Michael Rosenbaum is CEO of Catalyst IT Services, which provides onshore software development services that use real-time collaboration and proprietary analytics to assemble optimized teams. Rosenbaum contributed this article to BusinessNewsDaily's Expert Voices: Op-Ed & Insights.
From human resources and product development to customer service and sales and marketing, companies are increasingly looking to Big Data to identify patterns and make predictions that can help lead to breakthrough innovations. It's a trend that spans a diverse range of industries.
Take Netflix's bet on "House of Cards," which is the most streamed piece of content in the United States and 40 other countries. Before production, using Big Data, Netflix already knew that the odds of a blockbuster in original programming were pretty good. The company was able to analyze and use predictive data gathered from 30 million "plays" a day, 4 million subscriber ratings and 3 million searches. In addition, Netflix leveraged insight from the time of day when shows were watched and what devices were being used, and also found that viewers who loved the original BBC version of the show also tended to watch movies starring Kevin Spacey or directed by David Fincher. [What is Big Data? ]
The Procter & Gamble example
Procter & Gamble (P&G) — which is the world's largest consumer packaged-goods company, with operations in 75 countries and reaching 4.4 billion consumers — also counts on Big Data to drive change. The company uses those data across the business to make decisions about deploying innovations into its 40 largest and most profitable product categories, assess the efficiency of its supply chain and help drive real-time decision making. One example of P&G's Big Data work is its Decision Cockpits, which use Big Data and visualization to improve decision making by providing 60,000 employees with a single source of information.
The science advantage
With this increased demand for Big Data, there is skyrocketing demand for people with education and experience in technology, engineering and math — the "TEM" in the so-called "STEM" career group. But here's a thought: Consider adding the "S" (science) from STEM to your Big Data team.
In a marketplace where one of the most important components of innovating is the ability to come up with unexpected hypotheses and insights, a different perspective can be game-changing. The chance of coming up with breakthrough ideas can be dramatically enhanced simply by increasing the diversity of perspectives and backgrounds on the team.
Why? Most Big Data professionals come from a traditional background of statistics, theoretical math, applied math and/or econometrics. Consider someone trained in science — and, in particular, biology. Most analysts are used to structured data and clear patterns. But when scientists want to predict outcomes in the natural world, that data is rarely perfectly structured or clear.
Biology isn't a "neat" science — unlike physics or mathematics, or even chemistry, 1+1 doesn't always equal 2. In biological systems, myriad complex factors are at work simultaneously; adding one new factor may yield a consistent response, but more likely, it will result in a range of responses or values. A biologist sees data the way it is represented in nature.
One perfect example is the human genome (or any DNA analysis). It has 3 billion base pairs that have all been identified through pattern recognition and the sifting through of billions of base pairs — Big Data — to look for meaningful patterns that contribute to a better understanding of the role of genetics in diseases. This unique perspective can help unlock hidden insights from data sets and variables that mathematicians and scientists in other fields may not consider.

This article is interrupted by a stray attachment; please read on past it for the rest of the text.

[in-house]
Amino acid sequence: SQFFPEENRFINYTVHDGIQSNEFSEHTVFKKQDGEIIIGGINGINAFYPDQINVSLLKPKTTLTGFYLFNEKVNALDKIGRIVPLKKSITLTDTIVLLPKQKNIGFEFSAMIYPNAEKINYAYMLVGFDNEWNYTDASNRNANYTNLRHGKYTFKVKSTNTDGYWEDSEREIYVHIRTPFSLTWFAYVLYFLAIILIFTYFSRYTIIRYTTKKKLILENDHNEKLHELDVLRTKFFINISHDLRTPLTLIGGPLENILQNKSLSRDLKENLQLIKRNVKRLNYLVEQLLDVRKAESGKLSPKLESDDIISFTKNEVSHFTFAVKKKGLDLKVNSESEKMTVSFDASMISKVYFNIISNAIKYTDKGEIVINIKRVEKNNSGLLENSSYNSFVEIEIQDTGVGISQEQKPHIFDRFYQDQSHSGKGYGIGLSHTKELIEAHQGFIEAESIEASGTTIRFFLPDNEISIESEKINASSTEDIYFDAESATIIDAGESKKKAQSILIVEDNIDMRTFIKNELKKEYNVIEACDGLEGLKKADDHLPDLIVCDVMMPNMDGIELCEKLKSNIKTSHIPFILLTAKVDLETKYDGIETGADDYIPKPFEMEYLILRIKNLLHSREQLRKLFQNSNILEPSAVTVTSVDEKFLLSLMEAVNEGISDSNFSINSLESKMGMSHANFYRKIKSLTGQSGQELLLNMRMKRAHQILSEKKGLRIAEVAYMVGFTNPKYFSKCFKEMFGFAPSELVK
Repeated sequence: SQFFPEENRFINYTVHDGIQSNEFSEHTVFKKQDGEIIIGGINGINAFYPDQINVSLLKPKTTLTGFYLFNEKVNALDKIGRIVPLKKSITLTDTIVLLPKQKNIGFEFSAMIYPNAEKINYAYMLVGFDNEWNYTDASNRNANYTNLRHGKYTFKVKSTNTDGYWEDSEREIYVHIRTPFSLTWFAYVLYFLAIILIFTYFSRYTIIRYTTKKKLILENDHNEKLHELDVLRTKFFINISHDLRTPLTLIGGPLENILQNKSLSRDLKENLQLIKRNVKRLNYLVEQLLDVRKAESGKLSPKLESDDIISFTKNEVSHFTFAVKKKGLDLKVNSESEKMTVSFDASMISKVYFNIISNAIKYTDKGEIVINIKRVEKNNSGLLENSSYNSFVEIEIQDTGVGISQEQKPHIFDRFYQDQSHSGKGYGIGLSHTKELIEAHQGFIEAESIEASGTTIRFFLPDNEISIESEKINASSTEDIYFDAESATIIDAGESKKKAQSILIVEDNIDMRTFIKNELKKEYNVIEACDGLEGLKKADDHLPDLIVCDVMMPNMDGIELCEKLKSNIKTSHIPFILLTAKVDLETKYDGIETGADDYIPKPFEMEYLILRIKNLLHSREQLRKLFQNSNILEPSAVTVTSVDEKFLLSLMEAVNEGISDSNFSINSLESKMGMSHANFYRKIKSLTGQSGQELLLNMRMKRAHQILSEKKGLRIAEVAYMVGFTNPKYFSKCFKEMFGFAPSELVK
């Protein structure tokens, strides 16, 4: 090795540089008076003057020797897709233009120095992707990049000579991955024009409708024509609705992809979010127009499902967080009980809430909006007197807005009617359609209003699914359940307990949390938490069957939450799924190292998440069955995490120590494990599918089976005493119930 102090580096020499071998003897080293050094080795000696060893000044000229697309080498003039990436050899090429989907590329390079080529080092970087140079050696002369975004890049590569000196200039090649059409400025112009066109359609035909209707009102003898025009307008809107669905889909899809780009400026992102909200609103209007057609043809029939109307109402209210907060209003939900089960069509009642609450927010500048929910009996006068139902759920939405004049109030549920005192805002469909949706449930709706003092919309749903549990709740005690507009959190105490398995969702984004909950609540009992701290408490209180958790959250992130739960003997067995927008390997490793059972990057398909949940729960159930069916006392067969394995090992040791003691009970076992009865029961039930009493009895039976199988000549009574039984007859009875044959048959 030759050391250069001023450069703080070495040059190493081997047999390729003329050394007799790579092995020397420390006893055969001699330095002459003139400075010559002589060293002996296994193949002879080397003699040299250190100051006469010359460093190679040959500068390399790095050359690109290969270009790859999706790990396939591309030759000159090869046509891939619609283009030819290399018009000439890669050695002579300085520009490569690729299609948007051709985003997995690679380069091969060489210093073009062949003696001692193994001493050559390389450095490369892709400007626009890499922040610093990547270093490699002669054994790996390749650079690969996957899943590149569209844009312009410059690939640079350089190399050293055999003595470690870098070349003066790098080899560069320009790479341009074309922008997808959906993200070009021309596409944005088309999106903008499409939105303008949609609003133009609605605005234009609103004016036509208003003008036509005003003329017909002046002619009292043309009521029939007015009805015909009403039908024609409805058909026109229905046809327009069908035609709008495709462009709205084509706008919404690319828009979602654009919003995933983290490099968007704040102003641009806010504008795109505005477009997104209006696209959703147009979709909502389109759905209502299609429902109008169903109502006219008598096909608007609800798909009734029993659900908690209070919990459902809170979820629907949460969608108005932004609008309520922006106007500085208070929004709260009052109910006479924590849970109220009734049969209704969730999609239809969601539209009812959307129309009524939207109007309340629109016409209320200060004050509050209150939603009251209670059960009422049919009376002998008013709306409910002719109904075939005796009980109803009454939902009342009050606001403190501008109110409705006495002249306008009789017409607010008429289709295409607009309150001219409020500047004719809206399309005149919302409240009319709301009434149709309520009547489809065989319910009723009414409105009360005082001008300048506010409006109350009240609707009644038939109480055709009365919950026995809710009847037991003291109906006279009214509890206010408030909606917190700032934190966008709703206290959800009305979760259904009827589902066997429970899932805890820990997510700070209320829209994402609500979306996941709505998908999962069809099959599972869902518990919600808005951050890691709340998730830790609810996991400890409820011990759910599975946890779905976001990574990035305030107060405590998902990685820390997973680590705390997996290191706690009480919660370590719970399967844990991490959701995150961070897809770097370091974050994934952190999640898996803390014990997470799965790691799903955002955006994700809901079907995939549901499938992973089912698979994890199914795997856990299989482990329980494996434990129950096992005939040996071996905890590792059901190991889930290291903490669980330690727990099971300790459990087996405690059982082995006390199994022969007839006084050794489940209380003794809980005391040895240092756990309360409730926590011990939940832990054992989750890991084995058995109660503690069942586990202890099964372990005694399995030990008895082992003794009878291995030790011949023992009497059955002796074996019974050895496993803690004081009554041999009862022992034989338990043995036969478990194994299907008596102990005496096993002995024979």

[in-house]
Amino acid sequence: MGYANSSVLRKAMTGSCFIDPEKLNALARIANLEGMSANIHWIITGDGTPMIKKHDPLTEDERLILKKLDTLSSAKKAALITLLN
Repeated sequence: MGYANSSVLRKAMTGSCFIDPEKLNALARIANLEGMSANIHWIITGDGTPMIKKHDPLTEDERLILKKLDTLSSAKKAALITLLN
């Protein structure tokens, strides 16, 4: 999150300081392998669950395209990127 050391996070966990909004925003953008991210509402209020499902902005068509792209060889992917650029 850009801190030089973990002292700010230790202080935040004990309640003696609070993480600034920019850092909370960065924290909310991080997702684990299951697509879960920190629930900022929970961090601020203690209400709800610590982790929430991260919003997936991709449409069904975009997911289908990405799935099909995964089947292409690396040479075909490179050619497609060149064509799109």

How does that relate to success in dealing with Big Data in the business world? Before drawing conclusions, biologists account for many variables and then look closely at the remaining variables, which may seem to be counterintuitive. Having people who are used to accounting for the "messiness" and complexity in the real world — and who are good at creating structure around that messiness in a way that allows others to analyze and think about it — is key to achieving breakthrough insights.
My company, Catalyst IT Services, has applied Big Data approaches to hiring and team assembly. Catalyst has a biologist on staff who developed an approach to collecting data about applicants that provide highly reliable and predictive insights on future performance, allowing the company to build best-fit agile teams that will work well with clients to help them innovate and execute goals. Using Big Data allows Catalyst to identify high performers who others would overlook because the potential employees don't have the typical credentials that are used to make hiring decisions — credentials that also generally fail to predict success. This approach results in higher individual and team performance with U.S.-based teams at costs equivalent to those incurred by using offshore providers.
Management guru Peter Drucker identified seven sources of innovation. However, each source leads to innovation only through what Drucker calls a "leap of imagination." Adding diversity of thought and people who are comfortable with unexpected patterns to your Big Data team may just be the key to imaginative solutions and better, bigger, faster innovation.
The views expressed are those of the author and do not necessarily reflect the views of the publisher. This version of the article was originally published on BusinessNewsDaily.